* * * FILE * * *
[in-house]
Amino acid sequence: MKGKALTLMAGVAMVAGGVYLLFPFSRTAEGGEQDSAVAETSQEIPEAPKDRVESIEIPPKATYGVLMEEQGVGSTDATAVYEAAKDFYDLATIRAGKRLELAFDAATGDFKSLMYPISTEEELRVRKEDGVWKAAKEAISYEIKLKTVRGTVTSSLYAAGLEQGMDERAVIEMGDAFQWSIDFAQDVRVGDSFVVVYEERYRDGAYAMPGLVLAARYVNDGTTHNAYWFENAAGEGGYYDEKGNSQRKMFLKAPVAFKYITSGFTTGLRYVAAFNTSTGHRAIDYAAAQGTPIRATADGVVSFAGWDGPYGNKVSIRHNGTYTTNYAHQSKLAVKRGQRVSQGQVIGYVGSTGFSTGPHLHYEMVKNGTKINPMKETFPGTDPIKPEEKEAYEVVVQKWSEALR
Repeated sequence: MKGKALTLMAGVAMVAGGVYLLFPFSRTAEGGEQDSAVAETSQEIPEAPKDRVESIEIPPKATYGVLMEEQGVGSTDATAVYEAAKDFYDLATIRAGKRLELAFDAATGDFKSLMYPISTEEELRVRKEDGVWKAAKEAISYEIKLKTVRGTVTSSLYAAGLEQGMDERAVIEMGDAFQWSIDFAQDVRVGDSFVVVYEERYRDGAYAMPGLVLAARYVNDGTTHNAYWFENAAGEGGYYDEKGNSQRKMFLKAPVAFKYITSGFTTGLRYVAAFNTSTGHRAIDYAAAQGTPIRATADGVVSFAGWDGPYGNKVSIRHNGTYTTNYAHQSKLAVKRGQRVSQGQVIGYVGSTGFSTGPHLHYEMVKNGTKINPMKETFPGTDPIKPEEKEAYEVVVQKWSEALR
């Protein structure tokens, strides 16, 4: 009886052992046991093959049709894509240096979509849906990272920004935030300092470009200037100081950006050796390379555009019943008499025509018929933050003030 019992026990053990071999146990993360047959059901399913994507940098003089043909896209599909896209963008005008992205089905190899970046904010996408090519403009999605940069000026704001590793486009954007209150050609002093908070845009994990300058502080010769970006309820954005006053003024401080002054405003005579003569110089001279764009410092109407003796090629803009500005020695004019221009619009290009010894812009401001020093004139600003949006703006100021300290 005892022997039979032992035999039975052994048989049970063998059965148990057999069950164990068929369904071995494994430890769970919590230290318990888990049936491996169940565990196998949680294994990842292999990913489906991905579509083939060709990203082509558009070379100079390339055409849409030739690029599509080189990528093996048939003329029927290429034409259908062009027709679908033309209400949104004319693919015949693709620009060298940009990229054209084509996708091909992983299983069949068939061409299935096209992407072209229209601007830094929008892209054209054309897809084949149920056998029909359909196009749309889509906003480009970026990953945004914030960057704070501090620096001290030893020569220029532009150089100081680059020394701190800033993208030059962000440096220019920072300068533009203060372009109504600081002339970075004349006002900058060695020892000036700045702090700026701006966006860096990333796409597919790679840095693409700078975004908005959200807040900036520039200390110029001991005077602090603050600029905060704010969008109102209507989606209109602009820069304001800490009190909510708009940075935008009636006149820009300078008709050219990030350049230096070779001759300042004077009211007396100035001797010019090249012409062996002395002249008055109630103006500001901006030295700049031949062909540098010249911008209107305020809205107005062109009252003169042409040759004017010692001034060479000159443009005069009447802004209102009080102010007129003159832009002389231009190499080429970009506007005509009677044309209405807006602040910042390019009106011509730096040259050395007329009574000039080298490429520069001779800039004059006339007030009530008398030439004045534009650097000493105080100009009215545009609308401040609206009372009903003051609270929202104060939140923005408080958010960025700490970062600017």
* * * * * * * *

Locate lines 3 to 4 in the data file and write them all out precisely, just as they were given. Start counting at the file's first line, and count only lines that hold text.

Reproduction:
Repeated sequence: MKGKALTLMAGVAMVAGGVYLLFPFSRTAEGGEQDSAVAETSQEIPEAPKDRVESIEIPPKATYGVLMEEQGVGSTDATAVYEAAKDFYDLATIRAGKRLELAFDAATGDFKSLMYPISTEEELRVRKEDGVWKAAKEAISYEIKLKTVRGTVTSSLYAAGLEQGMDERAVIEMGDAFQWSIDFAQDVRVGDSFVVVYEERYRDGAYAMPGLVLAARYVNDGTTHNAYWFENAAGEGGYYDEKGNSQRKMFLKAPVAFKYITSGFTTGLRYVAAFNTSTGHRAIDYAAAQGTPIRATADGVVSFAGWDGPYGNKVSIRHNGTYTTNYAHQSKLAVKRGQRVSQGQVIGYVGSTGFSTGPHLHYEMVKNGTKINPMKETFPGTDPIKPEEKEAYEVVVQKWSEALR
């Protein structure tokens, strides 16, 4: 009886052992046991093959049709894509240096979509849906990272920004935030300092470009200037100081950006050796390379555009019943008499025509018929933050003030 019992026990053990071999146990993360047959059901399913994507940098003089043909896209599909896209963008005008992205089905190899970046904010996408090519403009999605940069000026704001590793486009954007209150050609002093908070845009994990300058502080010769970006309820954005006053003024401080002054405003005579003569110089001279764009410092109407003796090629803009500005020695004019221009619009290009010894812009401001020093004139600003949006703006100021300290 005892022997039979032992035999039975052994048989049970063998059965148990057999069950164990068929369904071995494994430890769970919590230290318990888990049936491996169940565990196998949680294994990842292999990913489906991905579509083939060709990203082509558009070379100079390339055409849409030739690029599509080189990528093996048939003329029927290429034409259908062009027709679908033309209400949104004319693919015949693709620009060298940009990229054209084509996708091909992983299983069949068939061409299935096209992407072209229209601007830094929008892209054209054309897809084949149920056998029909359909196009749309889509906003480009970026990953945004914030960057704070501090620096001290030893020569220029532009150089100081680059020394701190800033993208030059962000440096220019920072300068533009203060372009109504600081002339970075004349006002900058060695020892000036700045702090700026701006966006860096990333796409597919790679840095693409700078975004908005959200807040900036520039200390110029001991005077602090603050600029905060704010969008109102209507989606209109602009820069304001800490009190909510708009940075935008009636006149820009300078008709050219990030350049230096070779001759300042004077009211007396100035001797010019090249012409062996002395002249008055109630103006500001901006030295700049031949062909540098010249911008209107305020809205107005062109009252003169042409040759004017010692001034060479000159443009005069009447802004209102009080102010007129003159832009002389231009190499080429970009506007005509009677044309209405807006602040910042390019009106011509730096040259050395007329009574000039080298490429520069001779800039004059006339007030009530008398030439004045534009650097000493105080100009009215545009609308401040609206009372009903003051609270929202104060939140923005408080958010960025700490970062600017």